Laying hens generally choose to aggregate, but the extent to which the environments in which we house them impact on social group dynamics is not known. In this paper the effect of pen environment on spatial clustering is considered. Twelve groups of four laying hens were studied under three environmental conditions: wire floor (W), shavings (Sh) and perches, peat, nestbox and shavings (PPN). Groups experienced each environment twice, for five weeks each time, in a systematic order that varied from group to group. Video recordings were made one day per week for 30 weeks. To determine level of clustering, we recorded positional data from a randomly selected 20-min excerpt per video (a total of 20 min x 360 videos analysed). On screen, pens were divided into six equal areas. In addition, PPN pens were divided into an additional four (sub) areas, to account for the use of perches (one area per half perch). Every 5 s, we recorded the location of each bird and calculated location use over time, feeding synchrony and cluster scores for each environment. Feeding synchrony and cluster scores were compared against unweighted and weighted (according to observed proportional location use) Poisson distributions to distinguish between resource and social attraction.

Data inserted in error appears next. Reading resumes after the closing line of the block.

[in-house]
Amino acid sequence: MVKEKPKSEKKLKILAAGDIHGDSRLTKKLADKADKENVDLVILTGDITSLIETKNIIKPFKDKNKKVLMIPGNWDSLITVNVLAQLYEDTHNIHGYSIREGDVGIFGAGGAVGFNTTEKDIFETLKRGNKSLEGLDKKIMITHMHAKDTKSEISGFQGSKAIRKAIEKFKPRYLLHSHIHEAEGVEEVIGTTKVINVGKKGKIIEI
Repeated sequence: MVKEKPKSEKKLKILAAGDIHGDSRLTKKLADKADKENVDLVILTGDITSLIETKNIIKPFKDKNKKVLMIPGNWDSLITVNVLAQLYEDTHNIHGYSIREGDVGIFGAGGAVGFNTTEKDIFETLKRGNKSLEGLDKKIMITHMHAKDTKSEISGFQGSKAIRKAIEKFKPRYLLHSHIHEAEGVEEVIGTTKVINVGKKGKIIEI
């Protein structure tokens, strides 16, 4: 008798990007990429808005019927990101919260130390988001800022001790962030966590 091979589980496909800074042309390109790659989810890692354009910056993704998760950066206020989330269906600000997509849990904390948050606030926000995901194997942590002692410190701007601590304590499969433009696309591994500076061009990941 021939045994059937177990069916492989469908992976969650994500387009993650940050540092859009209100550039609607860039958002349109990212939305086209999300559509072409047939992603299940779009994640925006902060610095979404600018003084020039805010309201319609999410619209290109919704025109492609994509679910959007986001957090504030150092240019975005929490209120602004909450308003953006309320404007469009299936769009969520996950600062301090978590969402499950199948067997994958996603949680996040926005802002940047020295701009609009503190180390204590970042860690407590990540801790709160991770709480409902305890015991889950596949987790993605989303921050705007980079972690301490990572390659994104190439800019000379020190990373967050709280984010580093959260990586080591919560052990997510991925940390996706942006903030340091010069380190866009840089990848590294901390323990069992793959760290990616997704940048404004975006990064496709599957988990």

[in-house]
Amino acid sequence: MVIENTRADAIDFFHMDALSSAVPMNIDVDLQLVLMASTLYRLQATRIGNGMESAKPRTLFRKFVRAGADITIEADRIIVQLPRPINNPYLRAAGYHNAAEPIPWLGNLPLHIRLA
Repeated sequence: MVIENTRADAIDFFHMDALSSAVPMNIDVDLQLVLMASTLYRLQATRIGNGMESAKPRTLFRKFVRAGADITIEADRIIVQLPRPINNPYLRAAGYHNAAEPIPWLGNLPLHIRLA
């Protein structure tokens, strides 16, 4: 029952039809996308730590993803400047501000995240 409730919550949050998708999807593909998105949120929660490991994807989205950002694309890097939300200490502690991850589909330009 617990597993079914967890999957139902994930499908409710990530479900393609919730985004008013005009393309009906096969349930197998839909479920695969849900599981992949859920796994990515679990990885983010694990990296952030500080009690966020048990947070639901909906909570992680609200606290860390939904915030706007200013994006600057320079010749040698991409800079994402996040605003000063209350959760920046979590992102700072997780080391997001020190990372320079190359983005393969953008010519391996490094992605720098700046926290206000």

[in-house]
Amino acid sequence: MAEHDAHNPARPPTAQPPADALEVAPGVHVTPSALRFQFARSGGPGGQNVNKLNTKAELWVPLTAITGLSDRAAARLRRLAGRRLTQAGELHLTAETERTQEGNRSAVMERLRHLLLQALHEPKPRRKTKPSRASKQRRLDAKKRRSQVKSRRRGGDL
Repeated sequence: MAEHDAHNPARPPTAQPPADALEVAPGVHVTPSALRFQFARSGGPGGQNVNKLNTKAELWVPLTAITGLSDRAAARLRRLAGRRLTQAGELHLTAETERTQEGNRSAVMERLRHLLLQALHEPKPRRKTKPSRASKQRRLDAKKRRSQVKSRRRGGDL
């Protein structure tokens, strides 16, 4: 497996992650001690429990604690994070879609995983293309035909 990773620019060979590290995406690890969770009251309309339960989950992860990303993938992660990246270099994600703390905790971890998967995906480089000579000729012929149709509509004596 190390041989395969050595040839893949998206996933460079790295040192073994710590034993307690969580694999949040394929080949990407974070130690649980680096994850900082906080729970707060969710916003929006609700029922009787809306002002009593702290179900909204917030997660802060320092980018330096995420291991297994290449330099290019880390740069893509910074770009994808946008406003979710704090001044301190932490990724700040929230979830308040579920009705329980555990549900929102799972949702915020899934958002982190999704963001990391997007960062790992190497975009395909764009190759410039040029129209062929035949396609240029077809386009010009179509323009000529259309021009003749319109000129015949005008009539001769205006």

ASJC Scopus subject areas
- Animal Science and Zoology
- Food Animals
Collins, L., Asher, D., Pfeiffer, D. U., Browne, W. J., & Nicol, C. J. (2011). Clustering and synchrony in laying hens: The effect of environmental resources on social dynamics. Applied Animal Behaviour Science, 129(1), 43-53. https://doi.org/10.1016/j.applanim.2010.10.007